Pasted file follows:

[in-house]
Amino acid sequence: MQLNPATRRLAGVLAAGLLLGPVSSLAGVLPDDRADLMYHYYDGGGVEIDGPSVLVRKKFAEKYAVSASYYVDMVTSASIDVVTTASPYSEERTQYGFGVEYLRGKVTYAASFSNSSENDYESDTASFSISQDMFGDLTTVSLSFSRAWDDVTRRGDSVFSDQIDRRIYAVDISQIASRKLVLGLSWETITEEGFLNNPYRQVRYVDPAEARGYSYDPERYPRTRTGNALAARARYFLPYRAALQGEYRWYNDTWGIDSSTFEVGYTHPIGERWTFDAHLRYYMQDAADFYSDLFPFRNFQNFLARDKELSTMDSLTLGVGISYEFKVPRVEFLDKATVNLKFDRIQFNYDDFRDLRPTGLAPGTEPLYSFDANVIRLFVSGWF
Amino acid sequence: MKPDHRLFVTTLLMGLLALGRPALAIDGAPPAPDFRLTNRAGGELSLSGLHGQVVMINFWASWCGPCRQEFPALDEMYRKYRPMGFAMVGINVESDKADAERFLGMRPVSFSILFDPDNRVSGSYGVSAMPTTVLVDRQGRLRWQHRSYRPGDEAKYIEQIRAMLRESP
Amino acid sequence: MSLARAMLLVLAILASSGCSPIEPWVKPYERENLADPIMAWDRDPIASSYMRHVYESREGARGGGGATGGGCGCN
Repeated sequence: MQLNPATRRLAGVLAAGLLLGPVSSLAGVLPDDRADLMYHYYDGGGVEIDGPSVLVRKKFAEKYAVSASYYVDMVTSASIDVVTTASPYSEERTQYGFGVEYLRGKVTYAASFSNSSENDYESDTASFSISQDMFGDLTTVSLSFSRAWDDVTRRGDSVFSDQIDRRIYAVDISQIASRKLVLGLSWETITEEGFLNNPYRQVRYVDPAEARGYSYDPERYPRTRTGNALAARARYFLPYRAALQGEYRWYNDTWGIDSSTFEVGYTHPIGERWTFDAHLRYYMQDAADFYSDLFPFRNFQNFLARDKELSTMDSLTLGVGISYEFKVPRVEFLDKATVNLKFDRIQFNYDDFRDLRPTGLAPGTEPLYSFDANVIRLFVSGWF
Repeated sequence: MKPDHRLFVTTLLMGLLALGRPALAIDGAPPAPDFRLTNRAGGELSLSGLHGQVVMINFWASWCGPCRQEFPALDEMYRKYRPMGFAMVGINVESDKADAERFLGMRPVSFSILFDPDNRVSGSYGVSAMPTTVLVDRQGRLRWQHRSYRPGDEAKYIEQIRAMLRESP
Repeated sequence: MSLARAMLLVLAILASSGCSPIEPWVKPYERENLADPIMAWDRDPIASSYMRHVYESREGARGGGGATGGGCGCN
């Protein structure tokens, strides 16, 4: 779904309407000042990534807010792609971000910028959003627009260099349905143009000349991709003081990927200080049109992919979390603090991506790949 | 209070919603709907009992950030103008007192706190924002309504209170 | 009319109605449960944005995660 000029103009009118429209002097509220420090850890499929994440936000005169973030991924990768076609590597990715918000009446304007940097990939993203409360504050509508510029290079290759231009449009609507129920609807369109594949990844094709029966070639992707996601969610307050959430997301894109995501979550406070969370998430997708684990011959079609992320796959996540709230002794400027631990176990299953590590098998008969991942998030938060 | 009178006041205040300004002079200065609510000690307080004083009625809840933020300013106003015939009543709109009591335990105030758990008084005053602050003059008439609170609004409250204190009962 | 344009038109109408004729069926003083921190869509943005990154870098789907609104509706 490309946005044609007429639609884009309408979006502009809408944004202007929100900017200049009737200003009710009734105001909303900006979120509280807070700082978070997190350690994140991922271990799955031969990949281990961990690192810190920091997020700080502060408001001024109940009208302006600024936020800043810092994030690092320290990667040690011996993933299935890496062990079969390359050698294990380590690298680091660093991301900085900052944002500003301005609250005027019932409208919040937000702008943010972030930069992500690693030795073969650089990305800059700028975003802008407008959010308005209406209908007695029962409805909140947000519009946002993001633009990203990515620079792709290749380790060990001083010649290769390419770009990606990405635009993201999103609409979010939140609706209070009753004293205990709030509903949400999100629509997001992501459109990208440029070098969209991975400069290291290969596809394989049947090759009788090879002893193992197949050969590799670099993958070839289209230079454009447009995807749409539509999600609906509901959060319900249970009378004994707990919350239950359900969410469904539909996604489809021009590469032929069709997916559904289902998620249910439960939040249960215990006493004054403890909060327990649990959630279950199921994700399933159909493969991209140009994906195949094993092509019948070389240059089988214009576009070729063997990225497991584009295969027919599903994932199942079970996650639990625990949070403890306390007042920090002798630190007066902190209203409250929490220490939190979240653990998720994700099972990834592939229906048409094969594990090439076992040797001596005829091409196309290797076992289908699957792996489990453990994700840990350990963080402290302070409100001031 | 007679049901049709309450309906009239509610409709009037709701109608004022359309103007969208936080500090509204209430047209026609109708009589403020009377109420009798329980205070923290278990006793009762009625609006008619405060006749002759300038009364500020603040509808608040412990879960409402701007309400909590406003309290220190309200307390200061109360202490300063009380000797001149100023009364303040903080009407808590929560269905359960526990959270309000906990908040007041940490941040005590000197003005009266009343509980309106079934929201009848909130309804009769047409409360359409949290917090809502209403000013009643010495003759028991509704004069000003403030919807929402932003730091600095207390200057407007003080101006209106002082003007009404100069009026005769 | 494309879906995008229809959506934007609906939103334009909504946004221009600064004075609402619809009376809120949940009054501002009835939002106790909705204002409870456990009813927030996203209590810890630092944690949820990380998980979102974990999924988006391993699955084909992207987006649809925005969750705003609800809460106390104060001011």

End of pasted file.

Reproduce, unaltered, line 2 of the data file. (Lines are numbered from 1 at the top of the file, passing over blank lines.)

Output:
Amino acid sequence: MQLNPATRRLAGVLAAGLLLGPVSSLAGVLPDDRADLMYHYYDGGGVEIDGPSVLVRKKFAEKYAVSASYYVDMVTSASIDVVTTASPYSEERTQYGFGVEYLRGKVTYAASFSNSSENDYESDTASFSISQDMFGDLTTVSLSFSRAWDDVTRRGDSVFSDQIDRRIYAVDISQIASRKLVLGLSWETITEEGFLNNPYRQVRYVDPAEARGYSYDPERYPRTRTGNALAARARYFLPYRAALQGEYRWYNDTWGIDSSTFEVGYTHPIGERWTFDAHLRYYMQDAADFYSDLFPFRNFQNFLARDKELSTMDSLTLGVGISYEFKVPRVEFLDKATVNLKFDRIQFNYDDFRDLRPTGLAPGTEPLYSFDANVIRLFVSGWF